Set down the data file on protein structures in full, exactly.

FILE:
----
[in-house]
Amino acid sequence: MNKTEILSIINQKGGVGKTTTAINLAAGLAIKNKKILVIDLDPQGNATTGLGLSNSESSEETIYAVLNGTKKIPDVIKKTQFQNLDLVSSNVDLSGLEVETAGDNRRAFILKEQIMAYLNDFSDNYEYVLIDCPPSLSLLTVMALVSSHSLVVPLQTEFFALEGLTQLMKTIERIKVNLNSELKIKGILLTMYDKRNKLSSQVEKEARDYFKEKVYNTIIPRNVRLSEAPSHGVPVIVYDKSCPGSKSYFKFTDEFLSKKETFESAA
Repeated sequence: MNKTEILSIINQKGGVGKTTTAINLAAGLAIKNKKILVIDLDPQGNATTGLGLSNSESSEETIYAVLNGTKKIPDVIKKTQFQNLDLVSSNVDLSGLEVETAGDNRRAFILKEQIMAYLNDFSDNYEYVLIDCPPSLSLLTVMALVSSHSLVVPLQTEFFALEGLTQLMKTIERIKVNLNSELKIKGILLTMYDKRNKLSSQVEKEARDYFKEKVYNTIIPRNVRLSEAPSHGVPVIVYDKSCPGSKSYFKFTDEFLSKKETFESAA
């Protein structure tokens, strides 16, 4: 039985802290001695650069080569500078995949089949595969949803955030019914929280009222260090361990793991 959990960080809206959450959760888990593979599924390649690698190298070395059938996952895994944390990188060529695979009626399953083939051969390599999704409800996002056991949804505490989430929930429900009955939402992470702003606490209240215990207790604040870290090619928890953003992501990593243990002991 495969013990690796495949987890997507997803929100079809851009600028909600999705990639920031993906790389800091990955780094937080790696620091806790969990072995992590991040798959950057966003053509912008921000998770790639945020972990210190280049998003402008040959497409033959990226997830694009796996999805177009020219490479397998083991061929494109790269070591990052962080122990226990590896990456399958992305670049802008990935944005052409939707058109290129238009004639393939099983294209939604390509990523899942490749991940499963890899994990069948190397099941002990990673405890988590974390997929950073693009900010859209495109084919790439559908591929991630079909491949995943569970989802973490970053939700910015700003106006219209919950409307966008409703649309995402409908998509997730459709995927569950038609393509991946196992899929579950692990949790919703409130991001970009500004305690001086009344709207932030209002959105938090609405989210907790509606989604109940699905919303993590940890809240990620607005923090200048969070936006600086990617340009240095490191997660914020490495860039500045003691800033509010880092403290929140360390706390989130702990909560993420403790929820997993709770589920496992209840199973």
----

[in-house]
Amino acid sequence: MNKTEILSIINQKGGVGKTTTAINLAAGLAIKNKKILVIDLDPQGNATTGLGLSNSESSEETIYAVLNGTKKIPDVIKKTQFQNLDLVSSNVDLSGLEVETAGDNRRAFILKEQIMAYLNDFSDNYEYVLIDCPPSLSLLTVMALVSSHSLVVPLQTEFFALEGLTQLMKTIERIKVNLNSELKIKGILLTMYDKRNKLSSQVEKEARDYFKEKVYNTIIPRNVRLSEAPSHGVPVIVYDKSCPGSKSYFKFTDEFLSKKETFESAA
Repeated sequence: MNKTEILSIINQKGGVGKTTTAINLAAGLAIKNKKILVIDLDPQGNATTGLGLSNSESSEETIYAVLNGTKKIPDVIKKTQFQNLDLVSSNVDLSGLEVETAGDNRRAFILKEQIMAYLNDFSDNYEYVLIDCPPSLSLLTVMALVSSHSLVVPLQTEFFALEGLTQLMKTIERIKVNLNSELKIKGILLTMYDKRNKLSSQVEKEARDYFKEKVYNTIIPRNVRLSEAPSHGVPVIVYDKSCPGSKSYFKFTDEFLSKKETFESAA
């Protein structure tokens, strides 16, 4: 039985802290001695650069080569500078995949089949595969949803955030019914929280009222260090361990793991 959990960080809206959450959760888990593979599924390649690698190298070395059938996952895994944390990188060529695979009626399953083939051969390599999704409800996002056991949804505490989430929930429900009955939402992470702003606490209240215990207790604040870290090619928890953003992501990593243990002991 495969013990690796495949987890997507997803929100079809851009600028909600999705990639920031993906790389800091990955780094937080790696620091806790969990072995992590991040798959950057966003053509912008921000998770790639945020972990210190280049998003402008040959497409033959990226997830694009796996999805177009020219490479397998083991061929494109790269070591990052962080122990226990590896990456399958992305670049802008990935944005052409939707058109290129238009004639393939099983294209939604390509990523899942490749991940499963890899994990069948190397099941002990990673405890988590974390997929950073693009900010859209495109084919790439559908591929991630079909491949995943569970989802973490970053939700910015700003106006219209919950409307966008409703649309995402409908998509997730459709995927569950038609393509991946196992899929579950692990949790919703409130991001970009500004305690001086009344709207932030209002959105938090609405989210907790509606989604109940699905919303993590940890809240990620607005923090200048969070936006600086990617340009240095490191997660914020490495860039500045003691800033509010880092403290929140360390706390989130702990909560993420403790929820997993709770589920496992209840199973």